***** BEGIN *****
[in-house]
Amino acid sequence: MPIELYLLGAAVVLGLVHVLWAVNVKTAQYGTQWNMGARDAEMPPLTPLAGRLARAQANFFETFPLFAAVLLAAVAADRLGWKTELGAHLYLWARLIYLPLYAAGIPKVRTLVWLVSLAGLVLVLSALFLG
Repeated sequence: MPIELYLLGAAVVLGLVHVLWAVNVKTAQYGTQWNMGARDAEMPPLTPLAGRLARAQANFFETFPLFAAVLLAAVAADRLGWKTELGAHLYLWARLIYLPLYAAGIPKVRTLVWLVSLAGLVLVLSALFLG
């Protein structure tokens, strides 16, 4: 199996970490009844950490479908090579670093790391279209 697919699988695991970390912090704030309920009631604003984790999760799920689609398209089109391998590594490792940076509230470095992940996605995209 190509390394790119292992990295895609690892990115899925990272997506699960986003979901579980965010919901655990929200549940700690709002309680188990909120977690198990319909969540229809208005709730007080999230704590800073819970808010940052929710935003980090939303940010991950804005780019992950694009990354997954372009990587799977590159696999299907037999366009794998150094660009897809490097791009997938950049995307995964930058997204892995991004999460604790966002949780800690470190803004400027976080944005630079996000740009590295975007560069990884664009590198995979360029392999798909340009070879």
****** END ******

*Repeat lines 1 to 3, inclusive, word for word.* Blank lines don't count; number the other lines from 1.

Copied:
[in-house]
Amino acid sequence: MPIELYLLGAAVVLGLVHVLWAVNVKTAQYGTQWNMGARDAEMPPLTPLAGRLARAQANFFETFPLFAAVLLAAVAADRLGWKTELGAHLYLWARLIYLPLYAAGIPKVRTLVWLVSLAGLVLVLSALFLG
Repeated sequence: MPIELYLLGAAVVLGLVHVLWAVNVKTAQYGTQWNMGARDAEMPPLTPLAGRLARAQANFFETFPLFAAVLLAAVAADRLGWKTELGAHLYLWARLIYLPLYAAGIPKVRTLVWLVSLAGLVLVLSALFLG